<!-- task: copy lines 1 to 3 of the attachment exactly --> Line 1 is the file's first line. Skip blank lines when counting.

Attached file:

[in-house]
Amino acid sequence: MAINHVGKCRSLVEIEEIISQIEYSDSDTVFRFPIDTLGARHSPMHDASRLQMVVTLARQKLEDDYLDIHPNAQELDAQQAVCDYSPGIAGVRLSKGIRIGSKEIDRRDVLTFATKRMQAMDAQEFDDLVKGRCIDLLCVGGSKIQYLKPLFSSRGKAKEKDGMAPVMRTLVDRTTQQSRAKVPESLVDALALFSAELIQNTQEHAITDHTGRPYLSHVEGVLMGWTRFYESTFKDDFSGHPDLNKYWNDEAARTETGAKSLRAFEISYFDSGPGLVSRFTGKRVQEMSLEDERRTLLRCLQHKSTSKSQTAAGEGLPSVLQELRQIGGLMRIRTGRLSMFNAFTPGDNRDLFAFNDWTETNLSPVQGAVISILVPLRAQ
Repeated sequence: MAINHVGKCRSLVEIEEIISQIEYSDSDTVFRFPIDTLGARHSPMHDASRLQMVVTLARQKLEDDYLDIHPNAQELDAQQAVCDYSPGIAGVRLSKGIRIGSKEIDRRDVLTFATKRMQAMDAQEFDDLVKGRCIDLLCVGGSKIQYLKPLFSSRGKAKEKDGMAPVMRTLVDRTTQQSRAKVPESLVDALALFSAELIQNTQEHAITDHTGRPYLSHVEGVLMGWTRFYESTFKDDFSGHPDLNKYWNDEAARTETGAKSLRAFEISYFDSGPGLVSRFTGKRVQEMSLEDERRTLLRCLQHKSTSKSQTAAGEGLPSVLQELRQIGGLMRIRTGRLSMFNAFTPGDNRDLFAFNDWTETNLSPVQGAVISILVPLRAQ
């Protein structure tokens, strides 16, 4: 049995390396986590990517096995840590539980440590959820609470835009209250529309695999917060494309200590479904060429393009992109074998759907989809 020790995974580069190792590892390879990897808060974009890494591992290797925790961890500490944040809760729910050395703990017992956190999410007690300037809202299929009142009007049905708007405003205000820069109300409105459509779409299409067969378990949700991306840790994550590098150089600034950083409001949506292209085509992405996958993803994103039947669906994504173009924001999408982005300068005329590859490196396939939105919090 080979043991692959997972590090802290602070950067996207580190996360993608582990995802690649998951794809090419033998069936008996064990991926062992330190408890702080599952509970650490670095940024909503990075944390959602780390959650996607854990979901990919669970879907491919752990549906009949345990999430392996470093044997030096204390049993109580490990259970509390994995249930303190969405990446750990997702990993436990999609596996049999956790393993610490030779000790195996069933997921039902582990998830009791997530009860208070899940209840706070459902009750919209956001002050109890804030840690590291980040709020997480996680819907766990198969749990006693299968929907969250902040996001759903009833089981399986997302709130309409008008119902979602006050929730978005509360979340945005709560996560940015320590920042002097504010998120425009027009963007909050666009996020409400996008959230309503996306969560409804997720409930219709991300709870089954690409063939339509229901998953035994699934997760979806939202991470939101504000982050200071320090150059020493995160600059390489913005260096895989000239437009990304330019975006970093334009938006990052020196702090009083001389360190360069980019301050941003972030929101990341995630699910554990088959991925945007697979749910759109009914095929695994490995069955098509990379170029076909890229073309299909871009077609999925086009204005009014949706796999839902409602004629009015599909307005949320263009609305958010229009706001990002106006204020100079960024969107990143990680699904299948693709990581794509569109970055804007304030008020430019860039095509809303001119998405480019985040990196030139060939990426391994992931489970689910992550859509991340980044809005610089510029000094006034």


[in-house]
Amino acid sequence: MAINHVGKCRSLVEIEEIISQIEYSDSDTVFRFPIDTLGARHSPMHDASRLQMVVTLARQKLEDDYLDIHPNAQELDAQQAVCDYSPGIAGVRLSKGIRIGSKEIDRRDVLTFATKRMQAMDAQEFDDLVKGRCIDLLCVGGSKIQYLKPLFSSRGKAKEKDGMAPVMRTLVDRTTQQSRAKVPESLVDALALFSAELIQNTQEHAITDHTGRPYLSHVEGVLMGWTRFYESTFKDDFSGHPDLNKYWNDEAARTETGAKSLRAFEISYFDSGPGLVSRFTGKRVQEMSLEDERRTLLRCLQHKSTSKSQTAAGEGLPSVLQELRQIGGLMRIRTGRLSMFNAFTPGDNRDLFAFNDWTETNLSPVQGAVISILVPLRAQ
Repeated sequence: MAINHVGKCRSLVEIEEIISQIEYSDSDTVFRFPIDTLGARHSPMHDASRLQMVVTLARQKLEDDYLDIHPNAQELDAQQAVCDYSPGIAGVRLSKGIRIGSKEIDRRDVLTFATKRMQAMDAQEFDDLVKGRCIDLLCVGGSKIQYLKPLFSSRGKAKEKDGMAPVMRTLVDRTTQQSRAKVPESLVDALALFSAELIQNTQEHAITDHTGRPYLSHVEGVLMGWTRFYESTFKDDFSGHPDLNKYWNDEAARTETGAKSLRAFEISYFDSGPGLVSRFTGKRVQEMSLEDERRTLLRCLQHKSTSKSQTAAGEGLPSVLQELRQIGGLMRIRTGRLSMFNAFTPGDNRDLFAFNDWTETNLSPVQGAVISILVPLRAQ